So, to get practical, the first step is to stop and think. To carve out some space in our lives, weekly at the very least, also daily, monthly, and yearly, when we are “offline.” In that space, we can regain a perspective on who we are and where we are going, and what tools we can use to help us get there. This book of meditations has twelve short chapters, and I offer suggestions for activities that can help people stop and think at the end of every chapter. They are designed to help you get a handle on the pace of your life so you can get things back into focus.
PETE: Spring Meditations is a fantastic little book. What prompted you to write it?
FATHER JOHN BARTUNEK: It was actually the publisher’s idea. Liguori Publications approached me and asked if I would be interested – they thought that my writing style lent itself to this kind of thing. And I just loved the idea. In my own spiritual journey nature, its beauties and mysteries, has had an ongoing role. I eagerly accepted the opportunity to write some meditations about the spiritual values that are hidden in the different characteristics of the natural seasons.
PETE: In the Introduction you mention that you will be writing books for the other seasons as well. Can we expect them this year? Was there a season that was harder to write about than others?
FATHER JOHN BARTUNEK: They will come out this year, one by one, God-willing, each one hitting the shelves before the start of its actual season. The books are easy to read, enjoyable and practical, so the idea is that they can accompany you throughout the year and help you adjust your pace so as to find more room for spiritual resonance.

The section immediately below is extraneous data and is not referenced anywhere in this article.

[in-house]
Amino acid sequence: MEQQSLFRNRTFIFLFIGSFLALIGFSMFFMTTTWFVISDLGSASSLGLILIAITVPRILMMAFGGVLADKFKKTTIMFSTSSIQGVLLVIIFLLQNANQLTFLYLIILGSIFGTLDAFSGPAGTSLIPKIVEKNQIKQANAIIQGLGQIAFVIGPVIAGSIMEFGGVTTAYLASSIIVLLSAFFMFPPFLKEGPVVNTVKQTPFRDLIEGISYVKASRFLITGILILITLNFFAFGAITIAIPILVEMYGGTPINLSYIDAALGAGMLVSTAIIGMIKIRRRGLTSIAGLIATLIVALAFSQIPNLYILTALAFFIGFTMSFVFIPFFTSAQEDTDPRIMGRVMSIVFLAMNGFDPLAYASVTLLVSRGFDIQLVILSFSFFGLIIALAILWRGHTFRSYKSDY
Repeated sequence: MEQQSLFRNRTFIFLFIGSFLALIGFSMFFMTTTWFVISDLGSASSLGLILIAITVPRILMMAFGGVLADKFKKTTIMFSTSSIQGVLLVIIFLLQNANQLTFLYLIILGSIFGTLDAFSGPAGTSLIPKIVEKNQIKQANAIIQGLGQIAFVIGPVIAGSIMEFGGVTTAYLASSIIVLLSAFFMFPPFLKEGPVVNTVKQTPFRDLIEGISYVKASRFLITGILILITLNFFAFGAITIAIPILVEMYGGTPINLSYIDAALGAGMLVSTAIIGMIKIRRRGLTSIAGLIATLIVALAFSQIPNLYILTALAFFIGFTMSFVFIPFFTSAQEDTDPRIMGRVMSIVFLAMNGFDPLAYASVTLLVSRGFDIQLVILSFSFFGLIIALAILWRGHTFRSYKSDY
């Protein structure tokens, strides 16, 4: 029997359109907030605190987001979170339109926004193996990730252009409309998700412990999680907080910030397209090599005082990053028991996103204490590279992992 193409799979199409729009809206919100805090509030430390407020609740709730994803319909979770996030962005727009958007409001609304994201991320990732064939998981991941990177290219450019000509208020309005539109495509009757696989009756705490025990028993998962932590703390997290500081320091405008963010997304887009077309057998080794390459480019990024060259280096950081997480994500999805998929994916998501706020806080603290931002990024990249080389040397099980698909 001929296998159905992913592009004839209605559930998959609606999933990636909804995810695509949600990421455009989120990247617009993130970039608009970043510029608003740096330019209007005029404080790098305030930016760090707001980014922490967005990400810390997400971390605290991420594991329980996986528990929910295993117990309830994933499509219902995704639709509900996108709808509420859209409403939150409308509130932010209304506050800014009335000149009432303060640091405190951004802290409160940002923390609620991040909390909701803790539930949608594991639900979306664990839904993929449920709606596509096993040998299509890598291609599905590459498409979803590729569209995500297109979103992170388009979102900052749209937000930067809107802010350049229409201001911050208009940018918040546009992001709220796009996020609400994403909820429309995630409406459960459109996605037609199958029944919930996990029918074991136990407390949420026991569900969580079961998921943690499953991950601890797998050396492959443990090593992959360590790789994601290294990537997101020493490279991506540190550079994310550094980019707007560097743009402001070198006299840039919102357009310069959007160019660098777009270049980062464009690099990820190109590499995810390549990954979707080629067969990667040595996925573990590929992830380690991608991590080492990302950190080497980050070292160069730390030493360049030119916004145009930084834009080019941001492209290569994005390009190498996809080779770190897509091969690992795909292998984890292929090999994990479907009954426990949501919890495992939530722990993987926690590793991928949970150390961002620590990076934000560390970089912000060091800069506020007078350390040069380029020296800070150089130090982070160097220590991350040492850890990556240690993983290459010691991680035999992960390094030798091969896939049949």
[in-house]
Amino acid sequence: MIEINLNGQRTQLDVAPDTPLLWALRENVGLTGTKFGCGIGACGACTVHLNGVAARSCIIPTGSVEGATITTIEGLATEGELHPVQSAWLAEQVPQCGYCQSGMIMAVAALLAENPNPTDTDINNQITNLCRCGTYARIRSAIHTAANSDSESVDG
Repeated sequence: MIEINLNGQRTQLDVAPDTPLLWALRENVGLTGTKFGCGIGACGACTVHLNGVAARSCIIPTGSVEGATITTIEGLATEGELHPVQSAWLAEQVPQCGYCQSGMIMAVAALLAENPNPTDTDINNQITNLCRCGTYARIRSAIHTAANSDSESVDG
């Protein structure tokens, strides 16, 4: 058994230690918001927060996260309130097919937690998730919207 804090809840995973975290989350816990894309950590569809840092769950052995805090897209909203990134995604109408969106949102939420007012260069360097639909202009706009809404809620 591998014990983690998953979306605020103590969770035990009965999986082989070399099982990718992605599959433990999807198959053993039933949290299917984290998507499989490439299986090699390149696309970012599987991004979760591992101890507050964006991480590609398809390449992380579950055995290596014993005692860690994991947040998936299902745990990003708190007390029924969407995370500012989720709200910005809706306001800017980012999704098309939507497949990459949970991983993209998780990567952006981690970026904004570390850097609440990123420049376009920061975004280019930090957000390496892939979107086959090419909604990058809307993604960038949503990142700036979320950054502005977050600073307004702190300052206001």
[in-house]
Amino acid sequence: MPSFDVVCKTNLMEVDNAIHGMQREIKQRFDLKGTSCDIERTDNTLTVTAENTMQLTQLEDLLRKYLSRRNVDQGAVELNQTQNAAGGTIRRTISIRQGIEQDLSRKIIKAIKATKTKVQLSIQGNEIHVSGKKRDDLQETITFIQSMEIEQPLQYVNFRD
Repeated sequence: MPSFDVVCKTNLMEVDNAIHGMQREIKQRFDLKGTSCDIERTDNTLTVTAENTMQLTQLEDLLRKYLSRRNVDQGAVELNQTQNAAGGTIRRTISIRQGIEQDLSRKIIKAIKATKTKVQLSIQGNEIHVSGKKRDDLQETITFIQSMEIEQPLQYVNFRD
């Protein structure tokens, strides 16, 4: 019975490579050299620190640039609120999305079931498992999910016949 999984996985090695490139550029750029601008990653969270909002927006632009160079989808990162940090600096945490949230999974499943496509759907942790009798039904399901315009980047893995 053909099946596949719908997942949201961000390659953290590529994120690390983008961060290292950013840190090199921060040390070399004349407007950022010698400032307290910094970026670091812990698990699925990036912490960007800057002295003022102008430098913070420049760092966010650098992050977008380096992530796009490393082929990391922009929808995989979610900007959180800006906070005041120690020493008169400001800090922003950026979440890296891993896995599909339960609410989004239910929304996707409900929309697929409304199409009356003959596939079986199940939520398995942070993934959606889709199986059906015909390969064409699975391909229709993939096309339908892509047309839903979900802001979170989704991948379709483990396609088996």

It may sound strange, but the hardest one for me has been Summer Meditations. Summer has always been a difficult season for me. But choosing twelve spiritual values connected to summer and writing up the meditations for each of them helped me rediscover some of my own positive summer moments. I include a lot of personal anecdotes in the books, because I think our daily life is part of the “natural world” where God wants to encounter and teach us. On that note, I would like to share one of my favorite quotations from the YouCat (#20):
Anyone who wants to believe needs a heart that is ready to listen… In many ways God seeks contact with us. In every human encounter, in every moving experience of nature, in every apparent coincidence, in every challenge, every suffering, there is a hidden message from God to us…
PETE: Time for my signature ending question. This is a blog about books. What books are currently on your bookshelf to read?
FATHER JOHN BARTUNEK: I am very excited this year to try and read the complete works of Blessed John Henry Newman. Cardinal Newman’s sermons have always struck a deep chord in me, and I have set myself to read the rest of his works this year. He even wrote a couple of novels. So that’s my big project. I am also reading much of Michael Novak’s work (Freedom with Justice, The Spirit of Democratic Capitalism) in order to reflect more deeply on Catholic Social Teaching, one of the courses I teach here in Rome.